Mental health, unlike many other healthcare areas, still remains a frontier where people are anxious about getting information. There is still stigma. Families don’t always fully understand it. People don’t know how to get help and there’s still people out there saying, ‘you’re in therapy? What does that mean?’ And so I think that anything that sometimes psycho-education, which to me is the crux of what MedCircle does (it’s the crux of a lot of what I do), teaching people about mental health and what it means and what it looks like, and what’s the difference between just being worried and having an anxiety disorder, what’s the difference between sad and being depressed, what do different kinds of therapy look like, etc. We’re not drilling a hole in someone’s skull. We’re not doing anything outlandish.
And so I think that the more and more we see of this, the better it is for people. And many people say, ‘gosh, this didn’t exist when I was an adolescent or a young adult.” Now, they’re in their forties or fifties and say, ‘I’m learning now.’ And I’m also grateful that the younger generation have this because mental health doesn’t really know age barriers. People at every age can be struggling with mental health issues. It’s also wonderful to see MedCircle’s global reach. And in fact, we think we have a mental health crisis in the United States? It’s worse in other parts of the world. There’s just nobody trying to do the work. It’s not valued properly. And so there’s a lot of people suffering in silence. If this was a medical issue and there was this lack of access to help, we would consider this an absolute catastrophic calamity. But for some reason, the lack of access to mental health is still not viewed as the cataclysm that it really is.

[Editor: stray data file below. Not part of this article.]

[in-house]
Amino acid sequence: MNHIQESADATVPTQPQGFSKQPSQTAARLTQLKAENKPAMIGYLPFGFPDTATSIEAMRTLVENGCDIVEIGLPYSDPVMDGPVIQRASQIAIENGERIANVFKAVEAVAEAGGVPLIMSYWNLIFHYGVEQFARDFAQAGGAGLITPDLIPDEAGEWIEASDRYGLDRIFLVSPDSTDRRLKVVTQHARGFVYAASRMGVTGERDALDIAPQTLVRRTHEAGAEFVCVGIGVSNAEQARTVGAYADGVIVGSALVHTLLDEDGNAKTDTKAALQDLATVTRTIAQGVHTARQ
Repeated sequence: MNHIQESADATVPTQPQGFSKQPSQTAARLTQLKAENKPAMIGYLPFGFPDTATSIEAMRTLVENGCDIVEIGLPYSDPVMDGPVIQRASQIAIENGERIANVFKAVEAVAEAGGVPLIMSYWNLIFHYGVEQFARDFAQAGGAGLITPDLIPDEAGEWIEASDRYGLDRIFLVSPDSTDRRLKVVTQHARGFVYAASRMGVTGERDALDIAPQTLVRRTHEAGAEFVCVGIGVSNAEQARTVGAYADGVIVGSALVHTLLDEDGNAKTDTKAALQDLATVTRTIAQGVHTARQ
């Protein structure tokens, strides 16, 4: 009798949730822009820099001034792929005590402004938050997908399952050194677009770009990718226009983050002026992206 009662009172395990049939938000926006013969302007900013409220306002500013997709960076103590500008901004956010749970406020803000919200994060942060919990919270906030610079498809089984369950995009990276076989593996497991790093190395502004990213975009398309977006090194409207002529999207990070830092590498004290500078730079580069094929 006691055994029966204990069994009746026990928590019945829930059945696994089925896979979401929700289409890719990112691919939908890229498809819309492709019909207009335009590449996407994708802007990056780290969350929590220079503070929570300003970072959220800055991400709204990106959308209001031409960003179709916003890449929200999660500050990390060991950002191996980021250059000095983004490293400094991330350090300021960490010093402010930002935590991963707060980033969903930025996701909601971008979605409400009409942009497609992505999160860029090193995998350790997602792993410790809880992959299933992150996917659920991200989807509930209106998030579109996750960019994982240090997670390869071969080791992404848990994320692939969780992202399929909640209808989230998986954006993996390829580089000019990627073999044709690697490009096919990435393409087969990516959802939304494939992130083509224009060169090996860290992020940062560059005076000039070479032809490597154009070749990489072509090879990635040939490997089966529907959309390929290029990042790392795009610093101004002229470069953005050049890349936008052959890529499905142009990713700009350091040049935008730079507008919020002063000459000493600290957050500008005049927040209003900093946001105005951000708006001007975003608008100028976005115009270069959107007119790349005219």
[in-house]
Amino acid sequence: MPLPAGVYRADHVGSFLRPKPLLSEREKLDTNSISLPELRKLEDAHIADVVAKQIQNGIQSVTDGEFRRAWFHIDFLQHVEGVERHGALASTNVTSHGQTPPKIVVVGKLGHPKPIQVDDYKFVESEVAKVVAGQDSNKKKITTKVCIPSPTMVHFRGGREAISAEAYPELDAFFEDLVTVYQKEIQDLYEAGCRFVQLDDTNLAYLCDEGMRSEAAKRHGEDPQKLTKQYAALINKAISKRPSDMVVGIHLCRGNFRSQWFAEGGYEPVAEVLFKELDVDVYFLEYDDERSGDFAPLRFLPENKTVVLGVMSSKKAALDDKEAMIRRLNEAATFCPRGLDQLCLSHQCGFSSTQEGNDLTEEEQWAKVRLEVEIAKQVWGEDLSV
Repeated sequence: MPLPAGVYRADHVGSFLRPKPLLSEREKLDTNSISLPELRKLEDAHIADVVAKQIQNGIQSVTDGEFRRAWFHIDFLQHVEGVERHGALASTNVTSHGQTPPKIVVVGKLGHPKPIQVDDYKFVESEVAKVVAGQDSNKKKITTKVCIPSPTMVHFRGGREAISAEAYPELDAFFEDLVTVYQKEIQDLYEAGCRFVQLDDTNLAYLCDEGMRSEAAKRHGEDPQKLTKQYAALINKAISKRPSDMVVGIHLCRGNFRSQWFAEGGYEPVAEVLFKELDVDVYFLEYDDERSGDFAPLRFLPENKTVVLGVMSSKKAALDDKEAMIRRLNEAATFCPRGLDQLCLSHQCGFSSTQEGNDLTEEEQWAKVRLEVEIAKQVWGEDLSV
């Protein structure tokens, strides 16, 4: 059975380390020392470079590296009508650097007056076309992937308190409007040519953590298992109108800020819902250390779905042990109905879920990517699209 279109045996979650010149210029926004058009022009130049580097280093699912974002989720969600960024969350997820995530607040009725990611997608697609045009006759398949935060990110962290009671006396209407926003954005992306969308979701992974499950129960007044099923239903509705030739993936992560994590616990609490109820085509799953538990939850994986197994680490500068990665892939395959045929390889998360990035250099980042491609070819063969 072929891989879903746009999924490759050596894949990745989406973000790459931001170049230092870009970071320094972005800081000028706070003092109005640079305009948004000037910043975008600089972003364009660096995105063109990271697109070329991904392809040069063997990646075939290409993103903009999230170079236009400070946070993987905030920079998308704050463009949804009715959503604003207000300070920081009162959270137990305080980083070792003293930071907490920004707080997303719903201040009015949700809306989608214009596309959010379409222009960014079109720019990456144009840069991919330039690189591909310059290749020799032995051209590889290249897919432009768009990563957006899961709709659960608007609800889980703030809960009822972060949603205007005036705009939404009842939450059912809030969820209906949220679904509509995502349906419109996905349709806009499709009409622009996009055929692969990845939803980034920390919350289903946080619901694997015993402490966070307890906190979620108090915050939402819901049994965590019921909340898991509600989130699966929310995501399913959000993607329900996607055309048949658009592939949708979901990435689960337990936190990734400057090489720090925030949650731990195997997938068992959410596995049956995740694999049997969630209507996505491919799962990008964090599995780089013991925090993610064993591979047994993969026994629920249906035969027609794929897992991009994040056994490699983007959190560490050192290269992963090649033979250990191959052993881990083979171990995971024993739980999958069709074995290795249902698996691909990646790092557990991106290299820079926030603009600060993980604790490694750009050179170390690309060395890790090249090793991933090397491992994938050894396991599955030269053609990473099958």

KK: That’s very, very true. And like Dr. Ramani has said, what you can do for yourself and for those around you is to get educated. You can do that right here on this YouTube channel. Like and subscribe here. Dr. Ramani also has her own YouTube channel. Go check that out as well. A lot of content out there on narcissism. Thank you for supporting this channel and supporting mental health education. Dr. Ramani, lovely to see you. I’m sure we’ll see you very soon. I’m Kyle Kittleson. Remember whatever you’re going through, you’ve got this.